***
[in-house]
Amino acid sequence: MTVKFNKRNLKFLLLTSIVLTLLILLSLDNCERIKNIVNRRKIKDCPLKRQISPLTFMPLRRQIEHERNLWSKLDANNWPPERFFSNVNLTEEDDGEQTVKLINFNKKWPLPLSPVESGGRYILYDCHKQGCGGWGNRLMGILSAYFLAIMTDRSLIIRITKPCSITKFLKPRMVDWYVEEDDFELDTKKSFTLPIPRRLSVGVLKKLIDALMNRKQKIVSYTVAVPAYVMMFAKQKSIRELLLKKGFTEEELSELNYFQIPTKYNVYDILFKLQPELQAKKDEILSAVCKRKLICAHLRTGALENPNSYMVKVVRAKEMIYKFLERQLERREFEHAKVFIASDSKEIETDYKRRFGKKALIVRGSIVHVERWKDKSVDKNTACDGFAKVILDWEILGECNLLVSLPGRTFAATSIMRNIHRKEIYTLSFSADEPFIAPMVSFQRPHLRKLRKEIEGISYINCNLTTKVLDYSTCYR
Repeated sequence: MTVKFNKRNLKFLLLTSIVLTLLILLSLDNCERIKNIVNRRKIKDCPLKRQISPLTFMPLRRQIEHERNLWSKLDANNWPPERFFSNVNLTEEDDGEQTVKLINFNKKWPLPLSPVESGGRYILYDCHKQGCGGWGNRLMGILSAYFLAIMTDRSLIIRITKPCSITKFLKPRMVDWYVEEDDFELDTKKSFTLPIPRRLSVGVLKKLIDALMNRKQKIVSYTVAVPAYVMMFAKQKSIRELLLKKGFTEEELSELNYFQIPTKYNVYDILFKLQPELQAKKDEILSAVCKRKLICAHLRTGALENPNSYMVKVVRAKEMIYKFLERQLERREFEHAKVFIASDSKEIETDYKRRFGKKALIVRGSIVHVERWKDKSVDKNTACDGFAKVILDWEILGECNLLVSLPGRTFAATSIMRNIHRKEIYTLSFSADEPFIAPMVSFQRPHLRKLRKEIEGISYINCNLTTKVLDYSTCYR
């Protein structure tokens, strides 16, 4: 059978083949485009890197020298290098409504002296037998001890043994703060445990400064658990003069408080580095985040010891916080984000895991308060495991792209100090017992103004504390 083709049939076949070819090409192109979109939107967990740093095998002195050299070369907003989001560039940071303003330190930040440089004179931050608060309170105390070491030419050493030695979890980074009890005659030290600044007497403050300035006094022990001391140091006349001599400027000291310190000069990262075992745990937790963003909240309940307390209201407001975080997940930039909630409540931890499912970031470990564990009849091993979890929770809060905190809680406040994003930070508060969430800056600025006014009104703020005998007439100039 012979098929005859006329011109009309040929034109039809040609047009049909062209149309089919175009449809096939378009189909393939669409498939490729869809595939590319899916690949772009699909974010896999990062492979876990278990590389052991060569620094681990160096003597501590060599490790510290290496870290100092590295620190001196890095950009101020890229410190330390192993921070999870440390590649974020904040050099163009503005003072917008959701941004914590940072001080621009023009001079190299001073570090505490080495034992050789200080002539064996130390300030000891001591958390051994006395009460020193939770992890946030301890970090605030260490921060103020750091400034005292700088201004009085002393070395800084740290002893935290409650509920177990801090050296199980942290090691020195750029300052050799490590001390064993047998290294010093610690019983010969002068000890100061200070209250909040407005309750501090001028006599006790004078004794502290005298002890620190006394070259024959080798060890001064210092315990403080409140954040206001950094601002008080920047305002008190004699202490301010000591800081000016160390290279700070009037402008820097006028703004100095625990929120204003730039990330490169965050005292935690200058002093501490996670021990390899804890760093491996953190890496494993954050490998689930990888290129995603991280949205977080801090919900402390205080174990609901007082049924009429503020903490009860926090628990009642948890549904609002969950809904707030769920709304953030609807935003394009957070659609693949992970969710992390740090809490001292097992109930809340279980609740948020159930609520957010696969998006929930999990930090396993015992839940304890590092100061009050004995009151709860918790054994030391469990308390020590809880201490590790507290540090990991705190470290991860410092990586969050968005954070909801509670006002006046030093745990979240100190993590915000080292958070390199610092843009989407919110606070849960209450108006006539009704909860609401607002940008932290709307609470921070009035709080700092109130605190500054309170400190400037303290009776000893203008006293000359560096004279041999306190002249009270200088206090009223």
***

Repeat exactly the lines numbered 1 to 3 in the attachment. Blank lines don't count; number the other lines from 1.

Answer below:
[in-house]
Amino acid sequence: MTVKFNKRNLKFLLLTSIVLTLLILLSLDNCERIKNIVNRRKIKDCPLKRQISPLTFMPLRRQIEHERNLWSKLDANNWPPERFFSNVNLTEEDDGEQTVKLINFNKKWPLPLSPVESGGRYILYDCHKQGCGGWGNRLMGILSAYFLAIMTDRSLIIRITKPCSITKFLKPRMVDWYVEEDDFELDTKKSFTLPIPRRLSVGVLKKLIDALMNRKQKIVSYTVAVPAYVMMFAKQKSIRELLLKKGFTEEELSELNYFQIPTKYNVYDILFKLQPELQAKKDEILSAVCKRKLICAHLRTGALENPNSYMVKVVRAKEMIYKFLERQLERREFEHAKVFIASDSKEIETDYKRRFGKKALIVRGSIVHVERWKDKSVDKNTACDGFAKVILDWEILGECNLLVSLPGRTFAATSIMRNIHRKEIYTLSFSADEPFIAPMVSFQRPHLRKLRKEIEGISYINCNLTTKVLDYSTCYR
Repeated sequence: MTVKFNKRNLKFLLLTSIVLTLLILLSLDNCERIKNIVNRRKIKDCPLKRQISPLTFMPLRRQIEHERNLWSKLDANNWPPERFFSNVNLTEEDDGEQTVKLINFNKKWPLPLSPVESGGRYILYDCHKQGCGGWGNRLMGILSAYFLAIMTDRSLIIRITKPCSITKFLKPRMVDWYVEEDDFELDTKKSFTLPIPRRLSVGVLKKLIDALMNRKQKIVSYTVAVPAYVMMFAKQKSIRELLLKKGFTEEELSELNYFQIPTKYNVYDILFKLQPELQAKKDEILSAVCKRKLICAHLRTGALENPNSYMVKVVRAKEMIYKFLERQLERREFEHAKVFIASDSKEIETDYKRRFGKKALIVRGSIVHVERWKDKSVDKNTACDGFAKVILDWEILGECNLLVSLPGRTFAATSIMRNIHRKEIYTLSFSADEPFIAPMVSFQRPHLRKLRKEIEGISYINCNLTTKVLDYSTCYR